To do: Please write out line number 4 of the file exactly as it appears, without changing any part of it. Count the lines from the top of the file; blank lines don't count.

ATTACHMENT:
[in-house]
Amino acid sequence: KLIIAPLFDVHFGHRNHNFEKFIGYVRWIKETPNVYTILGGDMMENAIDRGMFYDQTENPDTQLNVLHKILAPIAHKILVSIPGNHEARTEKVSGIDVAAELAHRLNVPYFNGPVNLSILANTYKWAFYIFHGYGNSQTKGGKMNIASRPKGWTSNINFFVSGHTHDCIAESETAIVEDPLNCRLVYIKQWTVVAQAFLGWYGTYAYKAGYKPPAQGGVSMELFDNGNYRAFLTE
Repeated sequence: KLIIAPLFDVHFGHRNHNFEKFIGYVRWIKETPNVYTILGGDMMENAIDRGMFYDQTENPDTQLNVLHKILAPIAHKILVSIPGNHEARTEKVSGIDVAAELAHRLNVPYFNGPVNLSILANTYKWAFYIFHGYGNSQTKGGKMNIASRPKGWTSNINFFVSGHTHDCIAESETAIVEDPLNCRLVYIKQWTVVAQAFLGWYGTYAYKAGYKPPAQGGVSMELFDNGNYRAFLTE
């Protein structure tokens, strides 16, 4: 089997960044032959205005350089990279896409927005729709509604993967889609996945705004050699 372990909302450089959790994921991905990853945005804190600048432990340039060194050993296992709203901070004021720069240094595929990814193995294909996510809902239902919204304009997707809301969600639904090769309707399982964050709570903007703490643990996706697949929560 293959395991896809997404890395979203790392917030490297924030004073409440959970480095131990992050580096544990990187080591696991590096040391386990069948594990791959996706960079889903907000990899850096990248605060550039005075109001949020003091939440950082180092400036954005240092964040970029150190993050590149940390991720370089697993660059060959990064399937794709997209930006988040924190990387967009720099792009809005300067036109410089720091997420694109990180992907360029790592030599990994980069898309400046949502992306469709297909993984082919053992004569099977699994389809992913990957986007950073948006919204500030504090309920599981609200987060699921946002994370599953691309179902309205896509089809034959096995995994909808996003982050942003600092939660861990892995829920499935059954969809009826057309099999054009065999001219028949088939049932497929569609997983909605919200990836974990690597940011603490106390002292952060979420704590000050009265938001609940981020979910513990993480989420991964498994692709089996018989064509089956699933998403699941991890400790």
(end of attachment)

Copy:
């Protein structure tokens, strides 16, 4: 089997960044032959205005350089990279896409927005729709509604993967889609996945705004050699 372990909302450089959790994921991905990853945005804190600048432990340039060194050993296992709203901070004021720069240094595929990814193995294909996510809902239902919204304009997707809301969600639904090769309707399982964050709570903007703490643990996706697949929560 293959395991896809997404890395979203790392917030490297924030004073409440959970480095131990992050580096544990990187080591696991590096040391386990069948594990791959996706960079889903907000990899850096990248605060550039005075109001949020003091939440950082180092400036954005240092964040970029150190993050590149940390991720370089697993660059060959990064399937794709997209930006988040924190990387967009720099792009809005300067036109410089720091997420694109990180992907360029790592030599990994980069898309400046949502992306469709297909993984082919053992004569099977699994389809992913990957986007950073948006919204500030504090309920599981609200987060699921946002994370599953691309179902309205896509089809034959096995995994909808996003982050942003600092939660861990892995829920499935059954969809009826057309099999054009065999001219028949088939049932497929569609997983909605919200990836974990690597940011603490106390002292952060979420704590000050009265938001609940981020979910513990993480989420991964498994692709089996018989064509089956699933998403699941991890400790």